Slowly she’s started clearing things out
starting with the useless items:
chipped china cups,
trust shot-through with hairline cracks,
orphaned plugs and fuse wire,
cupboards full of arguments,
the broken stereos
he’d planned to resurrect.
And then there are the things
she’d like to keep
but knows she’ll never use:
those bright, rich nights
that no longer fit,
the creaking songs
of the bed frame
now dull and flat
and out of key,
the sugared lovers’ lingo
that has settled like cobwebs
in the corners of the room.
And love, what’s left of it,
she boils up the bones,
flavours the vapid broth
with stock and spice,
sets up a soup shack
on the ragged edge of town
and serves it to the homeless,
the hungry, the loveless creatures
of the night.
I’ve wept on them, wished on them,
prayed on them so many times
but nothing’s come of these little acts of faith
and I’m giving up.
I’m putting your skinny Jesus feet
in the top drawer of the freezer,
squeezing them in between the oven chips
and the frozen garden peas.
Elsewhere you are someone else’s salvation
and you are working miracles.
You are driving her to important meetings.
You are baking stylish golden loaves of bread.
You are turning her bathwater into good red wine.
You are putting up shelves.
You are curing her worries.
You are saying her name with meaning.
You are coaxing the tensions out of her spine.
I’d be happy with half a miracle,
something close to a blessing,
a tender visitation
but I’m tired
of all these late night vigils
with the kettle ready to be boiled
and the tea bag ready in your cup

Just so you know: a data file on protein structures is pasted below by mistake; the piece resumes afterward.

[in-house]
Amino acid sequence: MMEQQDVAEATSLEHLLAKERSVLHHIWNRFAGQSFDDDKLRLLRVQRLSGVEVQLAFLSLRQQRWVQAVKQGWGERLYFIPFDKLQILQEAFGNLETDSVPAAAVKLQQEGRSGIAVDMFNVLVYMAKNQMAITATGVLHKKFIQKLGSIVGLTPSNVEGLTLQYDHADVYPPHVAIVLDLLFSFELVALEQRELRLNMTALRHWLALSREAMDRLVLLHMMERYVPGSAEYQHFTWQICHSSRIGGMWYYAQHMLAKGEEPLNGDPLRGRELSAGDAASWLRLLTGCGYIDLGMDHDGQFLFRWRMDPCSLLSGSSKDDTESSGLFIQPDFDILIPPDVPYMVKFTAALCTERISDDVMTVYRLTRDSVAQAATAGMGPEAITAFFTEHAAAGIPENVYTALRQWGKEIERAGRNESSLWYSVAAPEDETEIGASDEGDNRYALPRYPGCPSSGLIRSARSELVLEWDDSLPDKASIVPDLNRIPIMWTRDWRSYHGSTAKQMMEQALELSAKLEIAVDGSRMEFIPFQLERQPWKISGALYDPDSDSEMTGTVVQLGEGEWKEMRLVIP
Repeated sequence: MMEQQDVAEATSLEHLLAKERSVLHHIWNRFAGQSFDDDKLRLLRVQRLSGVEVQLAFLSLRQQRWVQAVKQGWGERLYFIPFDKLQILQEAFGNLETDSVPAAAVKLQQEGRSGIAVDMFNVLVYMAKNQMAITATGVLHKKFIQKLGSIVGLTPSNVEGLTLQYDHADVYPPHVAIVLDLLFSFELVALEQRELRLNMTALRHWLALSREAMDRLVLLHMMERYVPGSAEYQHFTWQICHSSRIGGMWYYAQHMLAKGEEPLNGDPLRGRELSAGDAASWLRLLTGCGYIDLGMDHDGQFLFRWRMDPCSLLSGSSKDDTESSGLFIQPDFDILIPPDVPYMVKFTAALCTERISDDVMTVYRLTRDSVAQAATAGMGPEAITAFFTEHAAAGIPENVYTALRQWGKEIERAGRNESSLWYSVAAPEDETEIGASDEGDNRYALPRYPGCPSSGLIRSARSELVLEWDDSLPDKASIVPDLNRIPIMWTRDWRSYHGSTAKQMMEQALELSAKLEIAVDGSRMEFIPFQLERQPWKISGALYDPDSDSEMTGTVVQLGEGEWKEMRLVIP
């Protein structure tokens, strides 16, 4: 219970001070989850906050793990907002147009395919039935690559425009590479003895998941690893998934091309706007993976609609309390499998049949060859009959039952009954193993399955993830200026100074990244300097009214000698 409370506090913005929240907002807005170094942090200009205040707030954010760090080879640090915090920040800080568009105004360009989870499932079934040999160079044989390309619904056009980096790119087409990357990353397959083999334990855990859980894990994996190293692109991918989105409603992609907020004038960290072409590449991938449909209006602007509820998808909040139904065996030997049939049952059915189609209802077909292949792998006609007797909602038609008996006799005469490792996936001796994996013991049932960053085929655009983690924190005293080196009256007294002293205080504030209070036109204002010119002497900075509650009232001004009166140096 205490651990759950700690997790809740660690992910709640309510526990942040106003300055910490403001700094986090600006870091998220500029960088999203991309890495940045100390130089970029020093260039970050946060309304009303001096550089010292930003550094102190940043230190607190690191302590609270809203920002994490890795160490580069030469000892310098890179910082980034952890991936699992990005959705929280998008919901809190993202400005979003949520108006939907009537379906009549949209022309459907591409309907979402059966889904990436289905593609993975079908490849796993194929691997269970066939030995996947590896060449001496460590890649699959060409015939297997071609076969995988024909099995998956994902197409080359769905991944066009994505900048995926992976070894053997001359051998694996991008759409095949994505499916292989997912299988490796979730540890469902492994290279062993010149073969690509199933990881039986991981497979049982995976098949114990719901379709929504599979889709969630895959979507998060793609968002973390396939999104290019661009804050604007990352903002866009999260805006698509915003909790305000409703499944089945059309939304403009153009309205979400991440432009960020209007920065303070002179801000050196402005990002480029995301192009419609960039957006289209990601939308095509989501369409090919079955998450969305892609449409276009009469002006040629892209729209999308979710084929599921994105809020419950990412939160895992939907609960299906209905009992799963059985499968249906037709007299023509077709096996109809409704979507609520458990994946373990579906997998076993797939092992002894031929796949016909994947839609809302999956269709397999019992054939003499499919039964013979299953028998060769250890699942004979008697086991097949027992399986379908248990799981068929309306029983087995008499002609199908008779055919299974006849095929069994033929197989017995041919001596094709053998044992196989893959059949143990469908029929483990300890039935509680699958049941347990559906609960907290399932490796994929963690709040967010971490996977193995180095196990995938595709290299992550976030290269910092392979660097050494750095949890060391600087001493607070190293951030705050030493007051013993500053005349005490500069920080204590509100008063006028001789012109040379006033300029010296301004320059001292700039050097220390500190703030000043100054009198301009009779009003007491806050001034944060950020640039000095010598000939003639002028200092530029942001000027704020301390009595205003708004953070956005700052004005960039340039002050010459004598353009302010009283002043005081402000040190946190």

and our bed laundered, scented
and ready to be filled
so I’m replacing my hope
with a lack of expectation.
the technicolor image of your face
with the faded, dog-eared poster
of an unimportant saint.
had tins full of prayer tags
and soft Garibaldi biscuits.
She kept gossip like hymn sheets
folded into the back
of her breeze-block bible,
kept a row of icons
above her fireplace
with garish hearts
like rotting plums,
reserved the best bone china
for priests, saints
and other visitations.
If you were lucky, upon leaving
you’d be blessed with a dry kiss
pressed upon the brow,
otherwise you’d leave
drenched in a frenzy of spit,
Hail Mary’s and Holy water.
You said I’d done quite well,
made a good impression
but I could tell by the way
she edged her way
around my name
and how damp I was
when we said goodbye
that she thought
I’d burn in Hell.
He could charm the poison out of fox gloves
and used his skills to quicken my heart.
I wondered what he fed on: frayed liturgies
and the secret dreams of women,
toxic spores translated into messages
of lust, slivers of the dank March sky
rolled up like pickled herring.
I never knew. He always skimmed me,
left me hooked on some potent pollen,
some sacrificial line,
some cold gap between sentiments.
His fingers were like cathedrals,
too big to untie my delicate knots
yet he knew me inside out like he knew
the names of flowers and bats and clouds,
like he knew how to throw daggers
without skewering the soul.
He could sniff out creeping wolf-men
and crack their backbones with a lazy wink,
worked my fingers to his throat
like a snake charmer,
made me slide and arch with his singing breath.
After we’d loved and I was doped up on glow
he laid wet silver on my eyelids
believing it would bring him luck.